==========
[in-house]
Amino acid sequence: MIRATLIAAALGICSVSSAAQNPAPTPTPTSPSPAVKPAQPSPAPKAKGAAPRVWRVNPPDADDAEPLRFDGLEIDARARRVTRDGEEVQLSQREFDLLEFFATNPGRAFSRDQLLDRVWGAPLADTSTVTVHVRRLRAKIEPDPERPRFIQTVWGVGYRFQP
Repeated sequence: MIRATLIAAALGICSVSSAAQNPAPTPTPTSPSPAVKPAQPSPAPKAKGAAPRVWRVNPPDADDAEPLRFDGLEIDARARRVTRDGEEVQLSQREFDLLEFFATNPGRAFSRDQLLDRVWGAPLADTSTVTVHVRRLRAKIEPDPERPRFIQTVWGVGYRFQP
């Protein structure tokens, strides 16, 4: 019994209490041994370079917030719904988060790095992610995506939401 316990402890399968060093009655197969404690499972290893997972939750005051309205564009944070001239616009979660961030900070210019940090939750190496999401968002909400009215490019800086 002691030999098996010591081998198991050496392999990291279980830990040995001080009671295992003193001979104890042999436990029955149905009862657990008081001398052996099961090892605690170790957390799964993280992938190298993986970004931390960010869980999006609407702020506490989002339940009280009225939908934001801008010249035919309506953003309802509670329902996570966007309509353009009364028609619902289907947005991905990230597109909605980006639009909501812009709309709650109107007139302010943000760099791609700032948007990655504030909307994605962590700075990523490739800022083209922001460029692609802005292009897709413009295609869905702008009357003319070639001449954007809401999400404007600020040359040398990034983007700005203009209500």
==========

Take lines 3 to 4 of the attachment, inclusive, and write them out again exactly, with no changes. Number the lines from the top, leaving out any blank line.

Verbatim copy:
Repeated sequence: MIRATLIAAALGICSVSSAAQNPAPTPTPTSPSPAVKPAQPSPAPKAKGAAPRVWRVNPPDADDAEPLRFDGLEIDARARRVTRDGEEVQLSQREFDLLEFFATNPGRAFSRDQLLDRVWGAPLADTSTVTVHVRRLRAKIEPDPERPRFIQTVWGVGYRFQP
């Protein structure tokens, strides 16, 4: 019994209490041994370079917030719904988060790095992610995506939401 316990402890399968060093009655197969404690499972290893997972939750005051309205564009944070001239616009979660961030900070210019940090939750190496999401968002909400009215490019800086 002691030999098996010591081998198991050496392999990291279980830990040995001080009671295992003193001979104890042999436990029955149905009862657990008081001398052996099961090892605690170790957390799964993280992938190298993986970004931390960010869980999006609407702020506490989002339940009280009225939908934001801008010249035919309506953003309802509670329902996570966007309509353009009364028609619902289907947005991905990230597109909605980006639009909501812009709309709650109107007139302010943000760099791609700032948007990655504030909307994605962590700075990523490739800022083209922001460029692609802005292009897709413009295609869905702008009357003319070639001449954007809401999400404007600020040359040398990034983007700005203009209500």